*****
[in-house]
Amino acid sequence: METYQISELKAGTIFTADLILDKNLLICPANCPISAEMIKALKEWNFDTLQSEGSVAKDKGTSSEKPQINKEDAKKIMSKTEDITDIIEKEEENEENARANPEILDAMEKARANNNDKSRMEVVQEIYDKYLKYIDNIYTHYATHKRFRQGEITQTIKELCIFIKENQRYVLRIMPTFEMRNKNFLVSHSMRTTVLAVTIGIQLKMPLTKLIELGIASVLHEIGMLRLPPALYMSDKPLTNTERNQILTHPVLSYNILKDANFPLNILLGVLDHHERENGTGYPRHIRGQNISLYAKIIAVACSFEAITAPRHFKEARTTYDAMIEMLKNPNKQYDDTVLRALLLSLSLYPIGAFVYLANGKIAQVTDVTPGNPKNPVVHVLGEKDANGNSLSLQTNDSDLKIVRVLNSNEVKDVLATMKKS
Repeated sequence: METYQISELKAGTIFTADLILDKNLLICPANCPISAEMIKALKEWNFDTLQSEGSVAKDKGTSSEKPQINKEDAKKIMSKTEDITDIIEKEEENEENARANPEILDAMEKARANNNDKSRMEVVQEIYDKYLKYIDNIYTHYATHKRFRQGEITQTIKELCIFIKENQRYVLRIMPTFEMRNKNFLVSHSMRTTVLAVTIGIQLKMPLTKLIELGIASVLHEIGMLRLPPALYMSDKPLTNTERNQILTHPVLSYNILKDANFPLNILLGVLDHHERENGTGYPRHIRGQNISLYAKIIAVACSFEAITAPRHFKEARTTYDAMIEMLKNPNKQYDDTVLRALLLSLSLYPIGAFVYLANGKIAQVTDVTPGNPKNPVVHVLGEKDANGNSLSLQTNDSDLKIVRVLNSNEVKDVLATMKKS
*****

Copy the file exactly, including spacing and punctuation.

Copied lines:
[in-house]
Amino acid sequence: METYQISELKAGTIFTADLILDKNLLICPANCPISAEMIKALKEWNFDTLQSEGSVAKDKGTSSEKPQINKEDAKKIMSKTEDITDIIEKEEENEENARANPEILDAMEKARANNNDKSRMEVVQEIYDKYLKYIDNIYTHYATHKRFRQGEITQTIKELCIFIKENQRYVLRIMPTFEMRNKNFLVSHSMRTTVLAVTIGIQLKMPLTKLIELGIASVLHEIGMLRLPPALYMSDKPLTNTERNQILTHPVLSYNILKDANFPLNILLGVLDHHERENGTGYPRHIRGQNISLYAKIIAVACSFEAITAPRHFKEARTTYDAMIEMLKNPNKQYDDTVLRALLLSLSLYPIGAFVYLANGKIAQVTDVTPGNPKNPVVHVLGEKDANGNSLSLQTNDSDLKIVRVLNSNEVKDVLATMKKS
Repeated sequence: METYQISELKAGTIFTADLILDKNLLICPANCPISAEMIKALKEWNFDTLQSEGSVAKDKGTSSEKPQINKEDAKKIMSKTEDITDIIEKEEENEENARANPEILDAMEKARANNNDKSRMEVVQEIYDKYLKYIDNIYTHYATHKRFRQGEITQTIKELCIFIKENQRYVLRIMPTFEMRNKNFLVSHSMRTTVLAVTIGIQLKMPLTKLIELGIASVLHEIGMLRLPPALYMSDKPLTNTERNQILTHPVLSYNILKDANFPLNILLGVLDHHERENGTGYPRHIRGQNISLYAKIIAVACSFEAITAPRHFKEARTTYDAMIEMLKNPNKQYDDTVLRALLLSLSLYPIGAFVYLANGKIAQVTDVTPGNPKNPVVHVLGEKDANGNSLSLQTNDSDLKIVRVLNSNEVKDVLATMKKS